10 Biggest Medical Breakthroughs Of 2015
By Radu Alexander, Listverse, 27 January 2016.
By Radu Alexander, Listverse, 27 January 2016.
Scientists have had a busy year, with 2015 a particularly productive year for medicine. We’ve had exciting discoveries, breakthroughs in technology, and new applications for existing products. Here are 10 medical headlines from 2015 that are sure to make a significant impact on the world in the years to come.
10. Discovery Of Teixobactin
In 2014, the World Health Organization warned that the world was entering a “post-antibiotic era,” and they were right. We haven’t found a new antibiotic that was actually used as medicine since 1987, almost 30 years ago. Drug-resistant infections are becoming an increasingly prevalent problem. But in 2015, scientists made a discovery that has been described as a “game changer.”
Scientists discovered a new class of antibiotics with 25 new antimicrobials, including a potent one named teixobactin. This new antibiotic kills microbes by blocking their ability to build cell walls, so the microbes cannot develop a resistance to the drug. So far, teixobactin has proven efficient in killing MRSA and several bugs that cause tuberculosis.
Perhaps even more importantly, the team behind the discovery used a new method of growing antibiotics to get these results. They created a “subterranean hotel” where each pod (or “room”) is separated from the rest and contains a single bacterium.
That “hotel” is then placed in soil, allowing many antibiotics to be grown in laboratories that were previously unable to do so. As far as teixobactin is concerned, promising tests on mice are leading to human testing, which should begin in 2017.
9. Doctors Grow Vocal Cords From Scratch
One of the most exciting, futuristic fields of medicine is tissue regeneration. In 2015, the list of regenerated organs added a new entry when doctors at the University of Wisconsin grew human vocal cords from scratch.
Headed by Dr. Nathan Welham, the team bioengineered tissue that mimics the vocal cord mucosa, which represents the flaps that vibrate in the larynx to create human speech. The donated cells came from five human patients and were grown in the lab for two weeks. Then they were attached to larynges using fake windpipes.
The scientists described the sound created by the cords as an “eeee-like sound” like a robotic kazoo. However, this matches the sound that would normally be generated by real human vocal cords in isolation. With the help of additional structures such as a throat or mouth, scientists are confident that the laboratory vocal cords can match the sounds made by real cords.
In the last stage of the experiment, scientists tested if mice engineered with human immune systems would reject the tissue. Fortunately, they did not, and Welham now thinks that vocal cord tissue is immunoprivileged, which means that it doesn’t trigger a reaction from the immune system.
8. Cancer Drug Might Help Parkinson’s Sufferers
Tasigna (aka nilotinib) is an FDA-approved drug that is regularly used to treat people with leukaemia. However, a new trial conducted at the Georgetown University Medical Center suggests that Tasigna could be extremely potent in managing the symptoms of Parkinson’s disease by improving cognition, motor skills, and non-motor functions.
Fernando Pagan, one of the doctors in charge of the study, thinks that nilotinib therapy might be the first of its kind to reverse cognitive and motor decline in patients with a neurodegenerative disease like Parkinson’s.
The study lasted six months and involved 12 patients who took increasing doses of nilotinib. All 11 test subjects who finished the trial had some benefit from the therapy, with 10 of them reporting significant clinical improvements.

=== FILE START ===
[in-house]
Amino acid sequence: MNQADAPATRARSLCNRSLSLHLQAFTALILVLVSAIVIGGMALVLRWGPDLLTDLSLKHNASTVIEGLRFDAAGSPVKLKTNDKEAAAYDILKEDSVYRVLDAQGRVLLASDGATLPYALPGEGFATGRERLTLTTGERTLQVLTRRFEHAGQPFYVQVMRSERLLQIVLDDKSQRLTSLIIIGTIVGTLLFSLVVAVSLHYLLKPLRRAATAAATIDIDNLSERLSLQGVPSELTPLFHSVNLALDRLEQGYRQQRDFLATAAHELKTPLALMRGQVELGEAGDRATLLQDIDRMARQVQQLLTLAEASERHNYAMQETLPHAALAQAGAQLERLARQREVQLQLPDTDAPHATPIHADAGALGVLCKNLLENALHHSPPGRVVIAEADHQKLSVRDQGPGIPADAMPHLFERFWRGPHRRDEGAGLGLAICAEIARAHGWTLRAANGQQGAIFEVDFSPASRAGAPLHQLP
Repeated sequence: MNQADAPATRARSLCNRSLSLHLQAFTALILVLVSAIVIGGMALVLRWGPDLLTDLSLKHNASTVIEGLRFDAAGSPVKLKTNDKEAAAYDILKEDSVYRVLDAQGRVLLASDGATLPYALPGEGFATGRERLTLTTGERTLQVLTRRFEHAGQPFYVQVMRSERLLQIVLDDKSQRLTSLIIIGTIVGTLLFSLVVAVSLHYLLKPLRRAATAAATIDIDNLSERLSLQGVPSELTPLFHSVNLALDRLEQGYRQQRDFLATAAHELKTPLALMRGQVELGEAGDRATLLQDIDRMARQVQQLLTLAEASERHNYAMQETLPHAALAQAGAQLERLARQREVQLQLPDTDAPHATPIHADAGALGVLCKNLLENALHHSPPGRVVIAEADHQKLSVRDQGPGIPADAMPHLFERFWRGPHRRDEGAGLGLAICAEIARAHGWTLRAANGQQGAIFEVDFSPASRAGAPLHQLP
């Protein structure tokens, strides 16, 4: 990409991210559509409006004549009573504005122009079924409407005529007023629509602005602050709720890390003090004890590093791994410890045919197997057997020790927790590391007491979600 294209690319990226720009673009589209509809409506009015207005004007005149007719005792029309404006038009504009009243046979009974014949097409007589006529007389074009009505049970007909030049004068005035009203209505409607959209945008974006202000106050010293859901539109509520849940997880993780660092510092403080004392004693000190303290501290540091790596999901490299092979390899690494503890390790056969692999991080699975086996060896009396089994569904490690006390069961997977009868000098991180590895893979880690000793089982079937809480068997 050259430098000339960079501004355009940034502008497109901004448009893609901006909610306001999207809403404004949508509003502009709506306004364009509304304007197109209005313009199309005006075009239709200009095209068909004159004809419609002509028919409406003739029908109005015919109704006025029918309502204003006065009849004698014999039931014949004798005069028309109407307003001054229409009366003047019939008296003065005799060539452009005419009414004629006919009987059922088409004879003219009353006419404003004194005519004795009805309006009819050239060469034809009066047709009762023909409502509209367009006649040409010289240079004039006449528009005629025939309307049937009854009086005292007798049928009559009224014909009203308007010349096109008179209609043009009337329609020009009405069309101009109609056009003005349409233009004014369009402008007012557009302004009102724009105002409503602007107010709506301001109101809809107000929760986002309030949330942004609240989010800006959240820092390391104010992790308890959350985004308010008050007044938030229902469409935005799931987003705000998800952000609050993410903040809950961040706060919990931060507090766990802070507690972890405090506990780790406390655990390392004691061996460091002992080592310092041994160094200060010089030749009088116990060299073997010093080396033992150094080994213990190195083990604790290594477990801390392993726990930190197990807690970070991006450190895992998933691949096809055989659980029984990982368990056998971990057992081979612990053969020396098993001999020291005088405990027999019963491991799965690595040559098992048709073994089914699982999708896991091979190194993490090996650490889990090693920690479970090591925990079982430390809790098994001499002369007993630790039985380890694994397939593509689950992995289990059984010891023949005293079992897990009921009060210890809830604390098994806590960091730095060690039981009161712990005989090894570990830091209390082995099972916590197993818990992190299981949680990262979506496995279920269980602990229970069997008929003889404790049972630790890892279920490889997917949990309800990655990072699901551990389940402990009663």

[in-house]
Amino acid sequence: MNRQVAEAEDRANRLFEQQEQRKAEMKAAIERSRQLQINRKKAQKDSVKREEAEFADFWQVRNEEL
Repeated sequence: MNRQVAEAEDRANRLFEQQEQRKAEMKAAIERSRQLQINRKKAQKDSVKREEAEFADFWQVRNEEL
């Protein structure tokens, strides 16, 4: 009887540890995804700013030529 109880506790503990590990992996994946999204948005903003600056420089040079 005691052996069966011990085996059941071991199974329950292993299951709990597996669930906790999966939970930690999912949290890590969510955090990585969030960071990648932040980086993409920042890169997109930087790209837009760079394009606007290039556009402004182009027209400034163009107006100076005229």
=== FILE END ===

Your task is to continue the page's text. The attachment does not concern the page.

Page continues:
The primary goal of this study was safety - to make sure that the human body could tolerate nilotinib without side effects. The doses used were much smaller than those normally given to leukaemia patients.
Although the drug has proven successful, the study was conducted on a small group of people without control or placebo groups. More research is necessary before Tasigna becomes a viable treatment for Parkinson’s disease.
7. World’s First 3-D-Printed Rib Cage
In recent years, 3-D printing had been making headlines by producing exciting innovations in many fields, including medicine. In 2015, doctors at the Salamanca University Hospital in Spain performed the world’s first rib cage transplant using a 3-D-printed chest prosthetic.
The patient was suffering from chest wall sarcoma. To reach the tumours and prevent them from spreading, doctors had to remove sections of his rib cage. A titanium implant to replace those missing pieces already existed.
However, an implant for a large section of the skeleton is made out of multiple components that can come loose over time and create new medical complications. Besides, each person’s skeletal structure is unique, making it complicated to fit the implant perfectly.
Doctors realized that a 3-D printer could be used to make a highly customized titanium structure that would better fit this particular patient. After obtaining high-resolution 3-D CT scans, scientists used the US$1.3 million Arcam printer to successfully create an implant with parts of the sternum and rib cage. The surgery to fix the implant inside the body went well, and the patient made a full recovery.
6. Skin Cells Turned Into Brain Cells
The scientists at Salk Institute in La Jolla, California, have had a busy year studying the human brain. They developed a method of turning skin cells into brain cells and have already found several useful applications for this new technique.
For starters, scientists found a way to turn skin samples into old brain cells. This makes it easier for Alzheimer’s and Parkinson’s specialists to study brain tissue that has suffered the effects of aging. Historically, animal brains were used for research, but there are limits to what we can learn from other species.
More recently, stem cells were turned into brain cells for research. However, these experienced a process of rejuvenation during their conversion and didn’t accurately mimic the brain of an older person.
Once researchers developed the technique for artificially creating brain cells, they specialized in making neurons that produce serotonin. Even though these make up a small fraction of the human brain, they have been linked to major disorders such as autism, schizophrenia, and depression.
Until now, neurons developed under laboratory conditions produced a different brain chemical known as glutamate. This new technique should be a real boon for researchers studying mental illness.
5. Male Birth Control Pill
In Japan, scientists at the Osaka University Research Institute for Microbial Diseases have released new research that might lead to a male birth control pill in the near future. They were working with drugs called tacrolimus and cyclosporine A.